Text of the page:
Though Monterey County's coastal views may be its most famous, its inland vistas are also stunning. This windy excursion, with many twists and turns, will take you through the up-and-coming Carmel Valley wine region and past cattle ranches. You'll get breathtaking views of valleys and the Santa Lucia Mountains.
Start at Highway One and Carmel Valley Road, also known as County Road G16. You'll pass Earthbound Farm, Garland Ranch Regional Park and several exceptional wineries as you begin your journey. Many wine tasting rooms are clustered in Carmel Valley Village, which also has the last gas station you'll see for about 40 miles. (For more information about wine tasting in Carmel Valley, see our Carmel Valley Wineries page.)
Shortly after you pass Carmel Valley Village, the road changes dramatically as you enter Klondike Canyon. The road narrows, shaded by overhanging oaks. (It also changes names several times; make sure to stay on County Road G16.) Soon, you'll begin climbing into the foothills of the Santa Lucia Mountains; you'll see cattle grazing on rolling hills as you ascend to 2000 feet. Come over the top, and you'll be rewarded with sweeping views of the Salinas Valley. County Road G16 will lead you to Highway 101, from which you can return to where you began.
View Carmel Valley Scenic Drive in a larger map
5. River Road Scenic Drive
The River Road Wine Trail has become a bona-fide wine lovers' destination as well as a great scenic drive. If you plan to taste as you go, make sure to leave plenty of extra time, and see our Salinas Valley Wineries page for more information.
Begin by taking Highway 68 to River Road. You'll first see views of Spreckels, once a company town that supported the Spreckels Sugar Plant. Soon you'll see fewer homes and more farms of all stripes, with white wooden signs pointing you toward the various wineries of the River Road Wine Trail. To the west you'll see the Santa Lucia Mountains; to the east, the Gabilan Mountains. In the distance, across acres of vegetable farms, you'll see Highway 101 winding its way toward Los Angeles.
Follow River Road south until it becomes Fort Romie Road and then Arroyo Seco Road. Turn right on Elm Avenue to return to Highway 101. For a full day of scenic vistas, continue on Arroyo Seco Road to Carmel Valley Road to do the Carmel Valley Scenic Drive in reverse.
View River Road Scenic Drive in a larger map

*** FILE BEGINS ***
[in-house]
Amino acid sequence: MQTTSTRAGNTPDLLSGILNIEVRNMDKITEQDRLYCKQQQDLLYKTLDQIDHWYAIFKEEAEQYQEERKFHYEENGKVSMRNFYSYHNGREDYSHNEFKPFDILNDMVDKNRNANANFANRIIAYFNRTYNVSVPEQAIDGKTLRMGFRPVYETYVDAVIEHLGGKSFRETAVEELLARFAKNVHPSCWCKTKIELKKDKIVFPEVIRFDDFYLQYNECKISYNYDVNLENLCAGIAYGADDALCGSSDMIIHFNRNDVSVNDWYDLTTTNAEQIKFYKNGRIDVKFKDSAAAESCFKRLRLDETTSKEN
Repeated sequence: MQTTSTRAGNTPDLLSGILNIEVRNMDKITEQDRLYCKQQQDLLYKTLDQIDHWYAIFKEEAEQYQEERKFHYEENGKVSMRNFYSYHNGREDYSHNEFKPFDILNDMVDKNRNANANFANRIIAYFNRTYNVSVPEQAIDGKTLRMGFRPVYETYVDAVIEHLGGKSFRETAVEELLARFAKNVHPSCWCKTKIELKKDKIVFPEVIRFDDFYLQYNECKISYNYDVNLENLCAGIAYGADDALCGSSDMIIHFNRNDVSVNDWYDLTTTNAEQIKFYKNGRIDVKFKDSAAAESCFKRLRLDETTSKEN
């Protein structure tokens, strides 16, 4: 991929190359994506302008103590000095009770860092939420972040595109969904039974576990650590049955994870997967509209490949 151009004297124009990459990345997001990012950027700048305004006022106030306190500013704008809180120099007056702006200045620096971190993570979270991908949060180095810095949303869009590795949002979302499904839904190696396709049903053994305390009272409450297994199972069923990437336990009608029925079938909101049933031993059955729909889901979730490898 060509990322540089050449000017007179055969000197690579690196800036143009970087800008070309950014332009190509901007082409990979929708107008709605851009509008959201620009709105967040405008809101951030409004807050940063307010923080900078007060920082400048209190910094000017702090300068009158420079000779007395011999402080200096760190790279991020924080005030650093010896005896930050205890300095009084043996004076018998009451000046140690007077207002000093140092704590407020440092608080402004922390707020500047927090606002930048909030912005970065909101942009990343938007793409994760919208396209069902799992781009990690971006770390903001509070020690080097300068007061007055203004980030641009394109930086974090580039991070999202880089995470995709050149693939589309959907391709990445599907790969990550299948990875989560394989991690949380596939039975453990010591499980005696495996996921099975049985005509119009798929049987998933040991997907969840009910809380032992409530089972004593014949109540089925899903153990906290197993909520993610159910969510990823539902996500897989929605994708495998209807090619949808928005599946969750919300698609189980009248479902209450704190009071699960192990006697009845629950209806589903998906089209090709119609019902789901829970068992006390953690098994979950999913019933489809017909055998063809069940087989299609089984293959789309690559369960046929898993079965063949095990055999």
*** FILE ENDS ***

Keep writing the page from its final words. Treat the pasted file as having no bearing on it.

A beautiful added side trip for both the River Road Scenic Drive and the Carmel Valley Scenic Drive is a quick excursion into the Pinnacles National Park. As you take Highway 101 north from Greenfield, exit in Soledad at Route 146. The drive to the Pinnacles is only 12 miles and the terrain provides fascinating views of the rocky landscape left behind by an ancient volcano.
View Pinnacles side trip in a larger map
6. Old Coast Road
Before Highway One, the Old Coast Road was the only land route into Big Sur. This ten-mile single-lane dirt road is like taking a time machine into Big Sur's past, with a mix of coastal views and redwood-lined paths. Four-wheel drive vehicles are strongly recommended; keep an eye out for hikers and mountain bikers.
The Old Coast Road turns inland right at the north side of Bixby Bridge. You'll drive along a canyon wall above Bixby Creek, eventually crossing it on a low bridge. The Old Coast Road then wanders upward through redwoods and between Sierra Hill and Bixby Mountain. At this point, you are in the middle of a working ranch - watch out for cattle!
As the Old Coast Road heads downhill for a twisty-turny two miles, you'll have great valley views and occasional glimpses of the ocean. You'll cross the Little Sur River and its South Fork, after which you'll see views of Pico Blanco, a white peak made of marble and limestone. Then you'll head up another ridge; as you approach the top you'll see epic views of Point Sur. Finally, you'll drop back down to Highway One at the north end of Andrew Molera State Park.
View Big Sur's Old Coast Road in a larger map
California Central Coast Road Trips